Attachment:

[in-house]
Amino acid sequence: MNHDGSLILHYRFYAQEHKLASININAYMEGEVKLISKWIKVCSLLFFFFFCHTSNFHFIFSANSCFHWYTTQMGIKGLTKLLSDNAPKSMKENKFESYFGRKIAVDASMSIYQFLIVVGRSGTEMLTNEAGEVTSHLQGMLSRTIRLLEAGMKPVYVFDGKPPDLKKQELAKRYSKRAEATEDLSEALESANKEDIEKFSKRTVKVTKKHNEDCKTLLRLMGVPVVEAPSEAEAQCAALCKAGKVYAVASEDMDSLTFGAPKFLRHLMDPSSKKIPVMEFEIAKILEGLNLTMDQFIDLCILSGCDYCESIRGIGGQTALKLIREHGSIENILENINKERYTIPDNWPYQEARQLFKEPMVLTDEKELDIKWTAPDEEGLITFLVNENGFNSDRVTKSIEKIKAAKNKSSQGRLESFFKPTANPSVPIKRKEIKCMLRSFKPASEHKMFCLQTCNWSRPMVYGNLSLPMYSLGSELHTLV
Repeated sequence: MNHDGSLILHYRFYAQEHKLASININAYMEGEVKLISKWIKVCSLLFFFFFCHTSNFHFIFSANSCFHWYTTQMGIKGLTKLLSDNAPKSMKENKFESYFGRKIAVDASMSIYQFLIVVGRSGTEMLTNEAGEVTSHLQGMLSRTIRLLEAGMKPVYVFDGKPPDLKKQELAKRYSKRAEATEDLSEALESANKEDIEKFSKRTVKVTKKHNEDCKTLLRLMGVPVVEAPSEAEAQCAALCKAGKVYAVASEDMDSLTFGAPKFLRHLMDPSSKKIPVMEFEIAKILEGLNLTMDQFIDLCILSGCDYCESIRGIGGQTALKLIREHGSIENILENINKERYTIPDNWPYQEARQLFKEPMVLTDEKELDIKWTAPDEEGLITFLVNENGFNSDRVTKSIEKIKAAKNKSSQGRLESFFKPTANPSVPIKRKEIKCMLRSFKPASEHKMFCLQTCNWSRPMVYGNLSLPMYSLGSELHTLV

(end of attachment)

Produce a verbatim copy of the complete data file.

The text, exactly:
[in-house]
Amino acid sequence: MNHDGSLILHYRFYAQEHKLASININAYMEGEVKLISKWIKVCSLLFFFFFCHTSNFHFIFSANSCFHWYTTQMGIKGLTKLLSDNAPKSMKENKFESYFGRKIAVDASMSIYQFLIVVGRSGTEMLTNEAGEVTSHLQGMLSRTIRLLEAGMKPVYVFDGKPPDLKKQELAKRYSKRAEATEDLSEALESANKEDIEKFSKRTVKVTKKHNEDCKTLLRLMGVPVVEAPSEAEAQCAALCKAGKVYAVASEDMDSLTFGAPKFLRHLMDPSSKKIPVMEFEIAKILEGLNLTMDQFIDLCILSGCDYCESIRGIGGQTALKLIREHGSIENILENINKERYTIPDNWPYQEARQLFKEPMVLTDEKELDIKWTAPDEEGLITFLVNENGFNSDRVTKSIEKIKAAKNKSSQGRLESFFKPTANPSVPIKRKEIKCMLRSFKPASEHKMFCLQTCNWSRPMVYGNLSLPMYSLGSELHTLV
Repeated sequence: MNHDGSLILHYRFYAQEHKLASININAYMEGEVKLISKWIKVCSLLFFFFFCHTSNFHFIFSANSCFHWYTTQMGIKGLTKLLSDNAPKSMKENKFESYFGRKIAVDASMSIYQFLIVVGRSGTEMLTNEAGEVTSHLQGMLSRTIRLLEAGMKPVYVFDGKPPDLKKQELAKRYSKRAEATEDLSEALESANKEDIEKFSKRTVKVTKKHNEDCKTLLRLMGVPVVEAPSEAEAQCAALCKAGKVYAVASEDMDSLTFGAPKFLRHLMDPSSKKIPVMEFEIAKILEGLNLTMDQFIDLCILSGCDYCESIRGIGGQTALKLIREHGSIENILENINKERYTIPDNWPYQEARQLFKEPMVLTDEKELDIKWTAPDEEGLITFLVNENGFNSDRVTKSIEKIKAAKNKSSQGRLESFFKPTANPSVPIKRKEIKCMLRSFKPASEHKMFCLQTCNWSRPMVYGNLSLPMYSLGSELHTLV